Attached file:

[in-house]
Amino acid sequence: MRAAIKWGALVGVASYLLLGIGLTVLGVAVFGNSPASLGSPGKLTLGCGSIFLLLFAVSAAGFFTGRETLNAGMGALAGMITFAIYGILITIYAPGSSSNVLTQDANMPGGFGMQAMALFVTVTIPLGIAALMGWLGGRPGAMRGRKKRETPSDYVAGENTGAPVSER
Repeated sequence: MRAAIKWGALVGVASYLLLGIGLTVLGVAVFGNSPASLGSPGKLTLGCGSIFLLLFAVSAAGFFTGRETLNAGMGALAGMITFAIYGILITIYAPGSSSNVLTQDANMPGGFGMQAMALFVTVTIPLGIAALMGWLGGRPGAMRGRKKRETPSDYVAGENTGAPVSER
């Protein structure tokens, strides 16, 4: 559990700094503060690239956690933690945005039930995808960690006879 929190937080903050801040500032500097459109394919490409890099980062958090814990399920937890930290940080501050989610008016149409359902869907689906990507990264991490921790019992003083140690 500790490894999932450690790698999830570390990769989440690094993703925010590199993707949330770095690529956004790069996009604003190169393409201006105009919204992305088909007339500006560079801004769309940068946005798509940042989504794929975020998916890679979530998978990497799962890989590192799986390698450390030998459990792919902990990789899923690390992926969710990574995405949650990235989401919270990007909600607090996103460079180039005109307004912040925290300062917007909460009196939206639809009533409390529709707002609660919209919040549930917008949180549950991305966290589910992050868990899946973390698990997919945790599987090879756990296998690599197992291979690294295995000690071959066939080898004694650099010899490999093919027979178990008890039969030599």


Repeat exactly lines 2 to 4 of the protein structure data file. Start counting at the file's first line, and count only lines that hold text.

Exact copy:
Amino acid sequence: MRAAIKWGALVGVASYLLLGIGLTVLGVAVFGNSPASLGSPGKLTLGCGSIFLLLFAVSAAGFFTGRETLNAGMGALAGMITFAIYGILITIYAPGSSSNVLTQDANMPGGFGMQAMALFVTVTIPLGIAALMGWLGGRPGAMRGRKKRETPSDYVAGENTGAPVSER
Repeated sequence: MRAAIKWGALVGVASYLLLGIGLTVLGVAVFGNSPASLGSPGKLTLGCGSIFLLLFAVSAAGFFTGRETLNAGMGALAGMITFAIYGILITIYAPGSSSNVLTQDANMPGGFGMQAMALFVTVTIPLGIAALMGWLGGRPGAMRGRKKRETPSDYVAGENTGAPVSER
């Protein structure tokens, strides 16, 4: 559990700094503060690239956690933690945005039930995808960690006879 929190937080903050801040500032500097459109394919490409890099980062958090814990399920937890930290940080501050989610008016149409359902869907689906990507990264991490921790019992003083140690 500790490894999932450690790698999830570390990769989440690094993703925010590199993707949330770095690529956004790069996009604003190169393409201006105009919204992305088909007339500006560079801004769309940068946005798509940042989504794929975020998916890679979530998978990497799962890989590192799986390698450390030998459990792919902990990789899923690390992926969710990574995405949650990235989401919270990007909600607090996103460079180039005109307004912040925290300062917007909460009196939206639809009533409390529709707002609660919209919040549930917008949180549950991305966290589910992050868990899946973390698990997919945790599987090879756990296998690599197992291979690294295995000690071959066939080898004694650099010899490999093919027979178990008890039969030599």